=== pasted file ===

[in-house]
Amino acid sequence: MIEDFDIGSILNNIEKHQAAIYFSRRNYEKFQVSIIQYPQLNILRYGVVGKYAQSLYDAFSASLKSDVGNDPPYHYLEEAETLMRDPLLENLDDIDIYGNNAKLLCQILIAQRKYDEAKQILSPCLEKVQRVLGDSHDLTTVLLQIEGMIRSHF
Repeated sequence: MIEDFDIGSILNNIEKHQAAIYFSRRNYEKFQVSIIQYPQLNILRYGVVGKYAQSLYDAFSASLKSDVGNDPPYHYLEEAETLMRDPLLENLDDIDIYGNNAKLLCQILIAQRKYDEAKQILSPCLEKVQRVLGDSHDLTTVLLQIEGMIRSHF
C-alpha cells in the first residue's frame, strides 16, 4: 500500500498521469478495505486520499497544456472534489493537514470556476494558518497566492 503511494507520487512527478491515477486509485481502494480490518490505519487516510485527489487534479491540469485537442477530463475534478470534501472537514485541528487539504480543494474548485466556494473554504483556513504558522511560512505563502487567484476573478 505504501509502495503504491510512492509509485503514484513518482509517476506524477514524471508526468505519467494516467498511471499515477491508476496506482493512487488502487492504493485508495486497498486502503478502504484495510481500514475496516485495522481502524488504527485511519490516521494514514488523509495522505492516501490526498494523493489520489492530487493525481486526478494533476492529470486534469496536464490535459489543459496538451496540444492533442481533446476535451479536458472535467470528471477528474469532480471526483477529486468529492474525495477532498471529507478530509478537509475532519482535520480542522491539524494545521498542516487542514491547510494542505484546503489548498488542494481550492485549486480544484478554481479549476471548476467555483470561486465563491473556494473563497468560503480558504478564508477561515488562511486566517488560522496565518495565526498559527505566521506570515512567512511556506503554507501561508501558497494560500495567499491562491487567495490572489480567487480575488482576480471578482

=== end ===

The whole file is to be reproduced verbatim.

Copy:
[in-house]
Amino acid sequence: MIEDFDIGSILNNIEKHQAAIYFSRRNYEKFQVSIIQYPQLNILRYGVVGKYAQSLYDAFSASLKSDVGNDPPYHYLEEAETLMRDPLLENLDDIDIYGNNAKLLCQILIAQRKYDEAKQILSPCLEKVQRVLGDSHDLTTVLLQIEGMIRSHF
Repeated sequence: MIEDFDIGSILNNIEKHQAAIYFSRRNYEKFQVSIIQYPQLNILRYGVVGKYAQSLYDAFSASLKSDVGNDPPYHYLEEAETLMRDPLLENLDDIDIYGNNAKLLCQILIAQRKYDEAKQILSPCLEKVQRVLGDSHDLTTVLLQIEGMIRSHF
C-alpha cells in the first residue's frame, strides 16, 4: 500500500498521469478495505486520499497544456472534489493537514470556476494558518497566492 503511494507520487512527478491515477486509485481502494480490518490505519487516510485527489487534479491540469485537442477530463475534478470534501472537514485541528487539504480543494474548485466556494473554504483556513504558522511560512505563502487567484476573478 505504501509502495503504491510512492509509485503514484513518482509517476506524477514524471508526468505519467494516467498511471499515477491508476496506482493512487488502487492504493485508495486497498486502503478502504484495510481500514475496516485495522481502524488504527485511519490516521494514514488523509495522505492516501490526498494523493489520489492530487493525481486526478494533476492529470486534469496536464490535459489543459496538451496540444492533442481533446476535451479536458472535467470528471477528474469532480471526483477529486468529492474525495477532498471529507478530509478537509475532519482535520480542522491539524494545521498542516487542514491547510494542505484546503489548498488542494481550492485549486480544484478554481479549476471548476467555483470561486465563491473556494473563497468560503480558504478564508477561515488562511486566517488560522496565518495565526498559527505566521506570515512567512511556506503554507501561508501558497494560500495567499491562491487567495490572489480567487480575488482576480471578482